Date of Award
Croft Institute for International Studies
My original motivation for selecting this topic for my Croft thesis was to examine an issue that is of community relevance in Mississippi and could reveal how multiple global regions intersect and affect the quality of life in Mississippi. Guided by this motivation, I decided to examine whether the expected effects of Japanese FDI projects in Mississippi have been achieved in terms of job creation relative to both job quantity and job quality. My particular analytical focus has been on the job-creation effects of the Nissan plant in Canton and the Toyota plant in Blue Springs. For my analysis, I used publically-available county level data that I sourced from the Bureau of Labor Statistics with the objective of comparing the employment levels and average annual wages in the counties where the plants are located before and after their openings. I found that direct job creation from the plants was properly estimated, while indirect job creation was overestimated. This has contributed to a lower net employment effect than projected, although the two plants have created higher paying jobs in the counties where they are located. Other research has found that investment in human and physical capital is a more effective way of increasing employment than paying incentives to attract firms. Therefore, to ensure that future foreign direct investment creates stable, quality jobs, the Mississippi state government should balance its investments in education and infrastructure with incentives designed to attract foreign investments from diverse industries.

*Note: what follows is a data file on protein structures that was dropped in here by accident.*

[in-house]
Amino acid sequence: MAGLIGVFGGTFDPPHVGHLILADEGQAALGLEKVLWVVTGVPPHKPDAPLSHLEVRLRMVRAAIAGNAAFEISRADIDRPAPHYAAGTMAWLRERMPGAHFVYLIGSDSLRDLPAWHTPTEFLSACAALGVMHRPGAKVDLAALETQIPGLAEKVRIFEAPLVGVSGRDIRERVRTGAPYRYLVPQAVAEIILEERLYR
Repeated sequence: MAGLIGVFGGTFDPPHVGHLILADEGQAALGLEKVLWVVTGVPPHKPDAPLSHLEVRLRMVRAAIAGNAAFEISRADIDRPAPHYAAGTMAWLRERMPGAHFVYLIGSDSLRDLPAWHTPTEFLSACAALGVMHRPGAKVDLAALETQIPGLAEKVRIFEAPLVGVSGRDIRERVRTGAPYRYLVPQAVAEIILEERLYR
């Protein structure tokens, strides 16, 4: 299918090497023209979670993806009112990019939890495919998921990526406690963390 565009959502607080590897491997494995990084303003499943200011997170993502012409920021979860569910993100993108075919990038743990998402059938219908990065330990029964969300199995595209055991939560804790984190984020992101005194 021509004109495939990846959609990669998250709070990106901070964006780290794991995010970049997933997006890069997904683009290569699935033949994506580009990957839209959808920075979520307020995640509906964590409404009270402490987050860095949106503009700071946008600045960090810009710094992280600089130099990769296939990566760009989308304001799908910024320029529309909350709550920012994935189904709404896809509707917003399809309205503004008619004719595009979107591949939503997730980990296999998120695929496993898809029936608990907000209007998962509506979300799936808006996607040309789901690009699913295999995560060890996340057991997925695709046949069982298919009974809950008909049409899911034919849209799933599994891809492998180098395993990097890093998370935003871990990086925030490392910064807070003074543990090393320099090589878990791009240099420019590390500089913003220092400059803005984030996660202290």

Cardamone, Cayla, "Outcomes of FDI in Mississippi: The Cases of Nissan and Toyota" (2017). Honors Theses. 172.